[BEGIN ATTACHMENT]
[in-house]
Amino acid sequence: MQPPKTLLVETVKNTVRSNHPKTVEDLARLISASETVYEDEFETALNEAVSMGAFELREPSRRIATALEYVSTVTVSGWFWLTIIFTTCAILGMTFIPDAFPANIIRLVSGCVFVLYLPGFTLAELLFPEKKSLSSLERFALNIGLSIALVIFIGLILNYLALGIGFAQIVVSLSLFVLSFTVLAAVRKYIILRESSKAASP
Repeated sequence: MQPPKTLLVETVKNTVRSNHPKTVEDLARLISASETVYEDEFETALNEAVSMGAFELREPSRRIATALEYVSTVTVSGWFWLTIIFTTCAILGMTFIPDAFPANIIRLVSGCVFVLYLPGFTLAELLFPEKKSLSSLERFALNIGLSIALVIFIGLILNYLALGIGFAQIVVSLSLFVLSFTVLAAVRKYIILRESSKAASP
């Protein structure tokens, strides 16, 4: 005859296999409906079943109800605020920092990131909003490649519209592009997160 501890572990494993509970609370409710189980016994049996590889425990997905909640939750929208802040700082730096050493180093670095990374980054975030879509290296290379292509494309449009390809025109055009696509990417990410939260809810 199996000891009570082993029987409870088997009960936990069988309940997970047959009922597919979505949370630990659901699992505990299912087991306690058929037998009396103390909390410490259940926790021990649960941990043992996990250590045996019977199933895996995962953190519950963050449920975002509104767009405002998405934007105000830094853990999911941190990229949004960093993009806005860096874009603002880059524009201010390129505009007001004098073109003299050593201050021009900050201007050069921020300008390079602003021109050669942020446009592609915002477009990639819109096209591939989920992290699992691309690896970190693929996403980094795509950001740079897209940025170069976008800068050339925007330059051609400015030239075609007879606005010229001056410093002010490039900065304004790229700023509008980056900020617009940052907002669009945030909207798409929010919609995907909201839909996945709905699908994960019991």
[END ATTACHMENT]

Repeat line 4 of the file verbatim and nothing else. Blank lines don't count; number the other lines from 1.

């Protein structure tokens, strides 16, 4: 005859296999409906079943109800605020920092990131909003490649519209592009997160 501890572990494993509970609370409710189980016994049996590889425990997905909640939750929208802040700082730096050493180093670095990374980054975030879509290296290379292509494309449009390809025109055009696509990417990410939260809810 199996000891009570082993029987409870088997009960936990069988309940997970047959009922597919979505949370630990659901699992505990299912087991306690058929037998009396103390909390410490259940926790021990649960941990043992996990250590045996019977199933895996995962953190519950963050449920975002509104767009405002998405934007105000830094853990999911941190990229949004960093993009806005860096874009603002880059524009201010390129505009007001004098073109003299050593201050021009900050201007050069921020300008390079602003021109050669942020446009592609915002477009990639819109096209591939989920992290699992691309690896970190693929996403980094795509950001740079897209940025170069976008800068050339925007330059051609400015030239075609007879606005010229001056410093002010490039900065304004790229700023509008980056900020617009940052907002669009945030909207798409929010919609995907909201839909996945709905699908994960019991």